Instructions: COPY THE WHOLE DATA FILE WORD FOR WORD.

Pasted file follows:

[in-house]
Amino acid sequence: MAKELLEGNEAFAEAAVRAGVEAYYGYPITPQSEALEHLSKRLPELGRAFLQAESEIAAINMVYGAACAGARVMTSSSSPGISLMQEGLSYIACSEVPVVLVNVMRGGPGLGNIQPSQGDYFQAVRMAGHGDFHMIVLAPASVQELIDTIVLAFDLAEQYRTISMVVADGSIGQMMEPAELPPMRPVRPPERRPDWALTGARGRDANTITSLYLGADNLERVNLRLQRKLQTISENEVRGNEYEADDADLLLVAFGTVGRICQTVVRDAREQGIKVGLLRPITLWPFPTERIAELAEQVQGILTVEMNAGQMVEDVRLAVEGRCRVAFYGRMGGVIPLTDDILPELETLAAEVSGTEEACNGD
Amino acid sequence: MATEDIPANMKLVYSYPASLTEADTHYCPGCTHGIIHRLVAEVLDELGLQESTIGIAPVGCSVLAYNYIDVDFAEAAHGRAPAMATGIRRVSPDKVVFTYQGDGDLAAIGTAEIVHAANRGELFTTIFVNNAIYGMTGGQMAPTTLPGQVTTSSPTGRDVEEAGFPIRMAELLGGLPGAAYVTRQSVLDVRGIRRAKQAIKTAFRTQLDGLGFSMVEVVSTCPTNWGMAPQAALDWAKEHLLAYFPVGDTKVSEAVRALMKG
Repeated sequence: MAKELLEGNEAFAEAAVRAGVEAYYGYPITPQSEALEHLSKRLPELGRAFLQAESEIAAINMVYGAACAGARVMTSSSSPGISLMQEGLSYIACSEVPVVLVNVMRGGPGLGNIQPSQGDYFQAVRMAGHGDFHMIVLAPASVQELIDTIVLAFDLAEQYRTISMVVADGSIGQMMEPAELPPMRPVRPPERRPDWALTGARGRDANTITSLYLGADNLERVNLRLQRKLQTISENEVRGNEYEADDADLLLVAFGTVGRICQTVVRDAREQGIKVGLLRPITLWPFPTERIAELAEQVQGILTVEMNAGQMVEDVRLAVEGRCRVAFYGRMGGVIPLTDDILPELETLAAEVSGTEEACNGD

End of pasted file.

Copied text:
[in-house]
Amino acid sequence: MAKELLEGNEAFAEAAVRAGVEAYYGYPITPQSEALEHLSKRLPELGRAFLQAESEIAAINMVYGAACAGARVMTSSSSPGISLMQEGLSYIACSEVPVVLVNVMRGGPGLGNIQPSQGDYFQAVRMAGHGDFHMIVLAPASVQELIDTIVLAFDLAEQYRTISMVVADGSIGQMMEPAELPPMRPVRPPERRPDWALTGARGRDANTITSLYLGADNLERVNLRLQRKLQTISENEVRGNEYEADDADLLLVAFGTVGRICQTVVRDAREQGIKVGLLRPITLWPFPTERIAELAEQVQGILTVEMNAGQMVEDVRLAVEGRCRVAFYGRMGGVIPLTDDILPELETLAAEVSGTEEACNGD
Amino acid sequence: MATEDIPANMKLVYSYPASLTEADTHYCPGCTHGIIHRLVAEVLDELGLQESTIGIAPVGCSVLAYNYIDVDFAEAAHGRAPAMATGIRRVSPDKVVFTYQGDGDLAAIGTAEIVHAANRGELFTTIFVNNAIYGMTGGQMAPTTLPGQVTTSSPTGRDVEEAGFPIRMAELLGGLPGAAYVTRQSVLDVRGIRRAKQAIKTAFRTQLDGLGFSMVEVVSTCPTNWGMAPQAALDWAKEHLLAYFPVGDTKVSEAVRALMKG
Repeated sequence: MAKELLEGNEAFAEAAVRAGVEAYYGYPITPQSEALEHLSKRLPELGRAFLQAESEIAAINMVYGAACAGARVMTSSSSPGISLMQEGLSYIACSEVPVVLVNVMRGGPGLGNIQPSQGDYFQAVRMAGHGDFHMIVLAPASVQELIDTIVLAFDLAEQYRTISMVVADGSIGQMMEPAELPPMRPVRPPERRPDWALTGARGRDANTITSLYLGADNLERVNLRLQRKLQTISENEVRGNEYEADDADLLLVAFGTVGRICQTVVRDAREQGIKVGLLRPITLWPFPTERIAELAEQVQGILTVEMNAGQMVEDVRLAVEGRCRVAFYGRMGGVIPLTDDILPELETLAAEVSGTEEACNGD